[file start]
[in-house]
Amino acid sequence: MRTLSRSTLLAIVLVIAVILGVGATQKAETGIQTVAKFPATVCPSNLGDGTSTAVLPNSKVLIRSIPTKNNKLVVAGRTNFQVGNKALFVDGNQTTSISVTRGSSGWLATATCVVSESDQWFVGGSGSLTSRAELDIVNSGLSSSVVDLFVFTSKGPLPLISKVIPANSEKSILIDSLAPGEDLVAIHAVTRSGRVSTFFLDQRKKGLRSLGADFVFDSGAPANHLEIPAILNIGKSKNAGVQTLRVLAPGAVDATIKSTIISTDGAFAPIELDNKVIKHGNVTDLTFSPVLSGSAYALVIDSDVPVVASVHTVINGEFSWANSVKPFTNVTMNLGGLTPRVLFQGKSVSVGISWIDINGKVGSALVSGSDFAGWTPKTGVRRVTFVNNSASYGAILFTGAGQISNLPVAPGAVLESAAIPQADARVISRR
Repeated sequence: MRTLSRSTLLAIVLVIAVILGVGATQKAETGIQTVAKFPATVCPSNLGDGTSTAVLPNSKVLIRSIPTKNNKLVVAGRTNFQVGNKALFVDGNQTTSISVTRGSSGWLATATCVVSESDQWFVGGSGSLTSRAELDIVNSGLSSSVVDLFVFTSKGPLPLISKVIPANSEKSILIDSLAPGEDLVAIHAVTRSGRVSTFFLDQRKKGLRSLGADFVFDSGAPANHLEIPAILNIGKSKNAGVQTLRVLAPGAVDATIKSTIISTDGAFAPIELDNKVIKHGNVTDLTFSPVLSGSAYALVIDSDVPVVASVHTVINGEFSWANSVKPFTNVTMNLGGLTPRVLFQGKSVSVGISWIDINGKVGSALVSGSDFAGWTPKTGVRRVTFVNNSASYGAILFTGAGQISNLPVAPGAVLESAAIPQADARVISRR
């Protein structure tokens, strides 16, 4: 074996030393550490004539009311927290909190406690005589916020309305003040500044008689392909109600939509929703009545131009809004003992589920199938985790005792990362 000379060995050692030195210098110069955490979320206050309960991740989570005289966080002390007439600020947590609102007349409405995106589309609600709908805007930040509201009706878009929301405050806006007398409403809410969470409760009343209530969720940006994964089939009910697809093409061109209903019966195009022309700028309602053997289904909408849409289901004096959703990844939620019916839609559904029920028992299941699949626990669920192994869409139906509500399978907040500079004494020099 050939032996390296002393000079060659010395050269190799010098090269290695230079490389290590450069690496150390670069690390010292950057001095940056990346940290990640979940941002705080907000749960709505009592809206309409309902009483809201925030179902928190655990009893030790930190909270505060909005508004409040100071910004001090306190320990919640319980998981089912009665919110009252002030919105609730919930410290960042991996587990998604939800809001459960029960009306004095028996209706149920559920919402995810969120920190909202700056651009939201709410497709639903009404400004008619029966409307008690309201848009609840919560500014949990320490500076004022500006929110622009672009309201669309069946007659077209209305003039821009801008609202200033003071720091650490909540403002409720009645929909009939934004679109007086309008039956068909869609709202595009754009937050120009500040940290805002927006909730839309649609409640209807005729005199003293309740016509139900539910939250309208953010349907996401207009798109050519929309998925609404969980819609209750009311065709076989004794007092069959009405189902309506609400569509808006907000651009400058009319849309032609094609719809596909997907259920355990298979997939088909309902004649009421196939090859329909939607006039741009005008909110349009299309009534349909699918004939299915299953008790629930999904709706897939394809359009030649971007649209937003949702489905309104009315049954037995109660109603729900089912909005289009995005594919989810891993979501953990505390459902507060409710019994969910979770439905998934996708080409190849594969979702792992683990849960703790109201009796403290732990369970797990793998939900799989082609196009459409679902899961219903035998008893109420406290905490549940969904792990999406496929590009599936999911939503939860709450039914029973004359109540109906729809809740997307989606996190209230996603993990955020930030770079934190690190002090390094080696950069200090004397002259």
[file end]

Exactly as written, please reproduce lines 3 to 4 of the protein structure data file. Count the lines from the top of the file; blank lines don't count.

Repeated sequence: MRTLSRSTLLAIVLVIAVILGVGATQKAETGIQTVAKFPATVCPSNLGDGTSTAVLPNSKVLIRSIPTKNNKLVVAGRTNFQVGNKALFVDGNQTTSISVTRGSSGWLATATCVVSESDQWFVGGSGSLTSRAELDIVNSGLSSSVVDLFVFTSKGPLPLISKVIPANSEKSILIDSLAPGEDLVAIHAVTRSGRVSTFFLDQRKKGLRSLGADFVFDSGAPANHLEIPAILNIGKSKNAGVQTLRVLAPGAVDATIKSTIISTDGAFAPIELDNKVIKHGNVTDLTFSPVLSGSAYALVIDSDVPVVASVHTVINGEFSWANSVKPFTNVTMNLGGLTPRVLFQGKSVSVGISWIDINGKVGSALVSGSDFAGWTPKTGVRRVTFVNNSASYGAILFTGAGQISNLPVAPGAVLESAAIPQADARVISRR
């Protein structure tokens, strides 16, 4: 074996030393550490004539009311927290909190406690005589916020309305003040500044008689392909109600939509929703009545131009809004003992589920199938985790005792990362 000379060995050692030195210098110069955490979320206050309960991740989570005289966080002390007439600020947590609102007349409405995106589309609600709908805007930040509201009706878009929301405050806006007398409403809410969470409760009343209530969720940006994964089939009910697809093409061109209903019966195009022309700028309602053997289904909408849409289901004096959703990844939620019916839609559904029920028992299941699949626990669920192994869409139906509500399978907040500079004494020099 050939032996390296002393000079060659010395050269190799010098090269290695230079490389290590450069690496150390670069690390010292950057001095940056990346940290990640979940941002705080907000749960709505009592809206309409309902009483809201925030179902928190655990009893030790930190909270505060909005508004409040100071910004001090306190320990919640319980998981089912009665919110009252002030919105609730919930410290960042991996587990998604939800809001459960029960009306004095028996209706149920559920919402995810969120920190909202700056651009939201709410497709639903009404400004008619029966409307008690309201848009609840919560500014949990320490500076004022500006929110622009672009309201669309069946007659077209209305003039821009801008609202200033003071720091650490909540403002409720009645929909009939934004679109007086309008039956068909869609709202595009754009937050120009500040940290805002927006909730839309649609409640209807005729005199003293309740016509139900539910939250309208953010349907996401207009798109050519929309998925609404969980819609209750009311065709076989004794007092069959009405189902309506609400569509808006907000651009400058009319849309032609094609719809596909997907259920355990298979997939088909309902004649009421196939090859329909939607006039741009005008909110349009299309009534349909699918004939299915299953008790629930999904709706897939394809359009030649971007649209937003949702489905309104009315049954037995109660109603729900089912909005289009995005594919989810891993979501953990505390459902507060409710019994969910979770439905998934996708080409190849594969979702792992683990849960703790109201009796403290732990369970797990793998939900799989082609196009459409679902899961219903035998008893109420406290905490549940969904792990999406496929590009599936999911939503939860709450039914029973004359109540109906729809809740997307989606996190209230996603993990955020930030770079934190690190002090390094080696950069200090004397002259």